Utopia has become a dirty word in recent scholarship on modernism, architecture, urban planning and gender studies. Many utopian designs now appear impractical, manifesting an arrogant disregard for the lived experiences of the ordinary inhabitants who make daily use of global public and private spaces. The essays in Embodied Utopias argue that the gendered body is the crux of the hopes and disappointments of modern urban and suburban utopias of the Americas, Europe and Asia. They reassess utopian projects - masculinist, feminist, colonialist, progressive - of the late nineteenth and early twentieth centuries; they survey the dystopian landscapes of the present; and they gesture at the potential for an embodied approach to the urban future, to the changing spaces of cities and virtual landscapes. With contributors from a wide range of fields including architecture and urban planning, art history, media and cultural studies, communications, geography, philosophy, and gender studies, Embodied Utopias makes important contributions to the ongoing dialogue between cultural theory and the history and practice of architecture and urban design.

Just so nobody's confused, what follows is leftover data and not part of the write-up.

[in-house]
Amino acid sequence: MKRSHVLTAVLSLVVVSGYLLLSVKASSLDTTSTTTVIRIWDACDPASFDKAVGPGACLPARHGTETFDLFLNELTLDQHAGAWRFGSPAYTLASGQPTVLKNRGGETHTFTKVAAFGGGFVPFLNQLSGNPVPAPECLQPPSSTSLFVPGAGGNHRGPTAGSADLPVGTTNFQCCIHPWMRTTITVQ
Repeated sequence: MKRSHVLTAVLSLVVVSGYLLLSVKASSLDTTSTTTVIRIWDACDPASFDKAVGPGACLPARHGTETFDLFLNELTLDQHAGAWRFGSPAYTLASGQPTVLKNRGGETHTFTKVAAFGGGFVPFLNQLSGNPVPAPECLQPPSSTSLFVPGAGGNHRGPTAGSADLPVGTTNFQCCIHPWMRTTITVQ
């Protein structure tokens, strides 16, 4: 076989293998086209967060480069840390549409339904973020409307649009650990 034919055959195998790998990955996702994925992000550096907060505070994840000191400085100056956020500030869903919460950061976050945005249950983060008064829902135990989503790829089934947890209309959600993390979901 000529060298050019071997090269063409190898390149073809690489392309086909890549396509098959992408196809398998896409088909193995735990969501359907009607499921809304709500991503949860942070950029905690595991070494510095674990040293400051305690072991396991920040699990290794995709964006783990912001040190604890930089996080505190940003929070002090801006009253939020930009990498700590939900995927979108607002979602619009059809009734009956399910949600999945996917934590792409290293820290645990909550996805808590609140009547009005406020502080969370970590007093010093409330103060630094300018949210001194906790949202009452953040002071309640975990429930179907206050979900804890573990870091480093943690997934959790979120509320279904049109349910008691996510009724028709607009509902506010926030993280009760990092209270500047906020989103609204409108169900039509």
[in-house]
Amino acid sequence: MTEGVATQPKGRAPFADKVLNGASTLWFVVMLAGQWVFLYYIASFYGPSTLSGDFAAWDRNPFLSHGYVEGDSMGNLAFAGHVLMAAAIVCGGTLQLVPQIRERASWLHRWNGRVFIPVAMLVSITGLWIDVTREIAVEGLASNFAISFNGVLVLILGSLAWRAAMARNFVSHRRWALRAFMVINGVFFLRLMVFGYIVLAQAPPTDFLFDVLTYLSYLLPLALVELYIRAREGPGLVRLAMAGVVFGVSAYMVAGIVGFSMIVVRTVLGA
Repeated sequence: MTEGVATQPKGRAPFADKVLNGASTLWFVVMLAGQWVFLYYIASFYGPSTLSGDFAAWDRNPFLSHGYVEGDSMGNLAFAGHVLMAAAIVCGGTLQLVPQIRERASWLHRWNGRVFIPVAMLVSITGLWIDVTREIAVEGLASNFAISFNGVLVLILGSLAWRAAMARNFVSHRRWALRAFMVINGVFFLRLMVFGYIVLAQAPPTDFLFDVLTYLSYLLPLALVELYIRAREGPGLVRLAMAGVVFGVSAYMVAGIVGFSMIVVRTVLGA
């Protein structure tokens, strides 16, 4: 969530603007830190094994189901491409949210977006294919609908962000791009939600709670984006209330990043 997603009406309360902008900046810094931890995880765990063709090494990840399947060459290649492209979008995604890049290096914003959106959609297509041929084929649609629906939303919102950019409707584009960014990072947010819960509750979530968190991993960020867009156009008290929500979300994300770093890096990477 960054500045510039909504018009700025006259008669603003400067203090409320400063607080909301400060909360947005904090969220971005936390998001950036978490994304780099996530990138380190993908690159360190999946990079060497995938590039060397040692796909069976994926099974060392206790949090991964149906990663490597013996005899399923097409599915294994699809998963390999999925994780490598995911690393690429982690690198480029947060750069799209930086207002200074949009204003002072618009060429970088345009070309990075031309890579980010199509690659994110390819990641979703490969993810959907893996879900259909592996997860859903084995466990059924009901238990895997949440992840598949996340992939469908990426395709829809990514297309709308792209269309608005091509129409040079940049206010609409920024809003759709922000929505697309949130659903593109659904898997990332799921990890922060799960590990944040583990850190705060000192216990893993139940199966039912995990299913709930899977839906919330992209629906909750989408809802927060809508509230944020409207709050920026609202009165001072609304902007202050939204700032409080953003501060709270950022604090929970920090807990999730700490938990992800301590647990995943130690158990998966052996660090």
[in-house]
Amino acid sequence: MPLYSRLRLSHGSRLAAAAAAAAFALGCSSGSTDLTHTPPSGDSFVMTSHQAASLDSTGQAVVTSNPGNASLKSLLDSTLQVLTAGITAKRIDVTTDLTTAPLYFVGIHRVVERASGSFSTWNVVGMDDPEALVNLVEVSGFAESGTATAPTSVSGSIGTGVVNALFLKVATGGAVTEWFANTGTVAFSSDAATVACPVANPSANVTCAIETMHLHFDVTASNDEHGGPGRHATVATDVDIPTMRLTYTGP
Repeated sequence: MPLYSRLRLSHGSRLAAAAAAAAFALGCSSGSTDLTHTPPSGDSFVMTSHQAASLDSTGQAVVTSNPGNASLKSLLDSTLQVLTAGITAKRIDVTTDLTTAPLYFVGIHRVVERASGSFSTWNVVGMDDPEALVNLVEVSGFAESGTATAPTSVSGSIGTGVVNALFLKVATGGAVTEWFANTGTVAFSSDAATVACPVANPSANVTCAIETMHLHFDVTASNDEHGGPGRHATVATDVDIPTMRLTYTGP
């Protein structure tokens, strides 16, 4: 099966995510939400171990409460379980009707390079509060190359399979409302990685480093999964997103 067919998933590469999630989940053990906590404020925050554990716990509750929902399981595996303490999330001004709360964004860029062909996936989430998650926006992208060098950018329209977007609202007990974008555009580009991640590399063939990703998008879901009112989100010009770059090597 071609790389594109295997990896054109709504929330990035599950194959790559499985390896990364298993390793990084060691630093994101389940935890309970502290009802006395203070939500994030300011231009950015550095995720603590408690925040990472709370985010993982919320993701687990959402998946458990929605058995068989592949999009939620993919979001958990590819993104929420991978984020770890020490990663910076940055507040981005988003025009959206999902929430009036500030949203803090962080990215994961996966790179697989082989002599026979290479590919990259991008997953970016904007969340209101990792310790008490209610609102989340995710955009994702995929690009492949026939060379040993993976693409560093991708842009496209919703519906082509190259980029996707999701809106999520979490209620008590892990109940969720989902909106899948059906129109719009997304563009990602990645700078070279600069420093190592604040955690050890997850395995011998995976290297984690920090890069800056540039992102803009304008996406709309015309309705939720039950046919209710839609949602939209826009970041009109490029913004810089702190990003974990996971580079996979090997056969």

Christa Erickson, Margaret Farrar, Elizabeth Grosz, Sharon Haar, Hazel Hahn, Barbara Hooper, Beatriz Jaguaribe, May Joseph, Thomas Markus, Kelly Quinn, Suzanne Spencer-Wood, Despina Stratigakos, Brent